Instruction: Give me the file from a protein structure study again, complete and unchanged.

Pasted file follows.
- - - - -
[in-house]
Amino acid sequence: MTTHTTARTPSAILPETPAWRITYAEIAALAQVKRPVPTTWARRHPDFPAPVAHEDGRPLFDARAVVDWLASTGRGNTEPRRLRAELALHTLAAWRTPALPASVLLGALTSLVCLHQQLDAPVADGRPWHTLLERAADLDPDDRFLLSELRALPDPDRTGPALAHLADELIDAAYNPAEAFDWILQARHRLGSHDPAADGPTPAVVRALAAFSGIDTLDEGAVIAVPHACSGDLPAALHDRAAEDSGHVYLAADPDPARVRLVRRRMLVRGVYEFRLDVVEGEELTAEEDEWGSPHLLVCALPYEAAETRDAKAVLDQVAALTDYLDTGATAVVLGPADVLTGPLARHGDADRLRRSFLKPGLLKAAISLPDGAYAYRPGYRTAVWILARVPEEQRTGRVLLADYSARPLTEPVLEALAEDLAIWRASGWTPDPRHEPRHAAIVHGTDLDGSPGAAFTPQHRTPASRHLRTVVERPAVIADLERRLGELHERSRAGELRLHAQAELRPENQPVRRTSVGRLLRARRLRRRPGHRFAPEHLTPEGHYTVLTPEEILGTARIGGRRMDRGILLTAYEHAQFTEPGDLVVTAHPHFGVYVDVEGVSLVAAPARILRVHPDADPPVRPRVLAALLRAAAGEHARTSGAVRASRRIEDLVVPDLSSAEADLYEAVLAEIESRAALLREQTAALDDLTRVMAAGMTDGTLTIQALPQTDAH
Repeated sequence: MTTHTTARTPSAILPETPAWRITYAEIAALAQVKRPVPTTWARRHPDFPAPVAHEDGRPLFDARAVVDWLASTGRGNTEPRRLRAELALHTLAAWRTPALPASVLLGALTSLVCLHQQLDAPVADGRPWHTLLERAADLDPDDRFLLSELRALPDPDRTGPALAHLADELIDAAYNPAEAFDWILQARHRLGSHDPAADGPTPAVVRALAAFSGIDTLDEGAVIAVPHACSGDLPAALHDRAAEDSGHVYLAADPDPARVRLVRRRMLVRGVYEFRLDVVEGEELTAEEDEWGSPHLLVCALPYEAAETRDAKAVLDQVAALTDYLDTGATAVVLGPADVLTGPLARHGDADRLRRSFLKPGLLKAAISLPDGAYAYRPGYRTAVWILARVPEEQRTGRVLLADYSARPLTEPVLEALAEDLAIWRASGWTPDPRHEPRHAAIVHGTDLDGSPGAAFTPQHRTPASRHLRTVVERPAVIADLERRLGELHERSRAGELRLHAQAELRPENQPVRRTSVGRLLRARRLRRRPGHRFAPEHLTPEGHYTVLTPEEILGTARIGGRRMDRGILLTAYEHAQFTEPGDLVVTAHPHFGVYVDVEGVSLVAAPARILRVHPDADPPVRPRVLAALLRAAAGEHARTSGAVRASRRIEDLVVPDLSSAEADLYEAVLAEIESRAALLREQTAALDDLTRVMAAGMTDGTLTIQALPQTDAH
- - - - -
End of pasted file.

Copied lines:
[in-house]
Amino acid sequence: MTTHTTARTPSAILPETPAWRITYAEIAALAQVKRPVPTTWARRHPDFPAPVAHEDGRPLFDARAVVDWLASTGRGNTEPRRLRAELALHTLAAWRTPALPASVLLGALTSLVCLHQQLDAPVADGRPWHTLLERAADLDPDDRFLLSELRALPDPDRTGPALAHLADELIDAAYNPAEAFDWILQARHRLGSHDPAADGPTPAVVRALAAFSGIDTLDEGAVIAVPHACSGDLPAALHDRAAEDSGHVYLAADPDPARVRLVRRRMLVRGVYEFRLDVVEGEELTAEEDEWGSPHLLVCALPYEAAETRDAKAVLDQVAALTDYLDTGATAVVLGPADVLTGPLARHGDADRLRRSFLKPGLLKAAISLPDGAYAYRPGYRTAVWILARVPEEQRTGRVLLADYSARPLTEPVLEALAEDLAIWRASGWTPDPRHEPRHAAIVHGTDLDGSPGAAFTPQHRTPASRHLRTVVERPAVIADLERRLGELHERSRAGELRLHAQAELRPENQPVRRTSVGRLLRARRLRRRPGHRFAPEHLTPEGHYTVLTPEEILGTARIGGRRMDRGILLTAYEHAQFTEPGDLVVTAHPHFGVYVDVEGVSLVAAPARILRVHPDADPPVRPRVLAALLRAAAGEHARTSGAVRASRRIEDLVVPDLSSAEADLYEAVLAEIESRAALLREQTAALDDLTRVMAAGMTDGTLTIQALPQTDAH
Repeated sequence: MTTHTTARTPSAILPETPAWRITYAEIAALAQVKRPVPTTWARRHPDFPAPVAHEDGRPLFDARAVVDWLASTGRGNTEPRRLRAELALHTLAAWRTPALPASVLLGALTSLVCLHQQLDAPVADGRPWHTLLERAADLDPDDRFLLSELRALPDPDRTGPALAHLADELIDAAYNPAEAFDWILQARHRLGSHDPAADGPTPAVVRALAAFSGIDTLDEGAVIAVPHACSGDLPAALHDRAAEDSGHVYLAADPDPARVRLVRRRMLVRGVYEFRLDVVEGEELTAEEDEWGSPHLLVCALPYEAAETRDAKAVLDQVAALTDYLDTGATAVVLGPADVLTGPLARHGDADRLRRSFLKPGLLKAAISLPDGAYAYRPGYRTAVWILARVPEEQRTGRVLLADYSARPLTEPVLEALAEDLAIWRASGWTPDPRHEPRHAAIVHGTDLDGSPGAAFTPQHRTPASRHLRTVVERPAVIADLERRLGELHERSRAGELRLHAQAELRPENQPVRRTSVGRLLRARRLRRRPGHRFAPEHLTPEGHYTVLTPEEILGTARIGGRRMDRGILLTAYEHAQFTEPGDLVVTAHPHFGVYVDVEGVSLVAAPARILRVHPDADPPVRPRVLAALLRAAAGEHARTSGAVRASRRIEDLVVPDLSSAEADLYEAVLAEIESRAALLREQTAALDDLTRVMAAGMTDGTLTIQALPQTDAH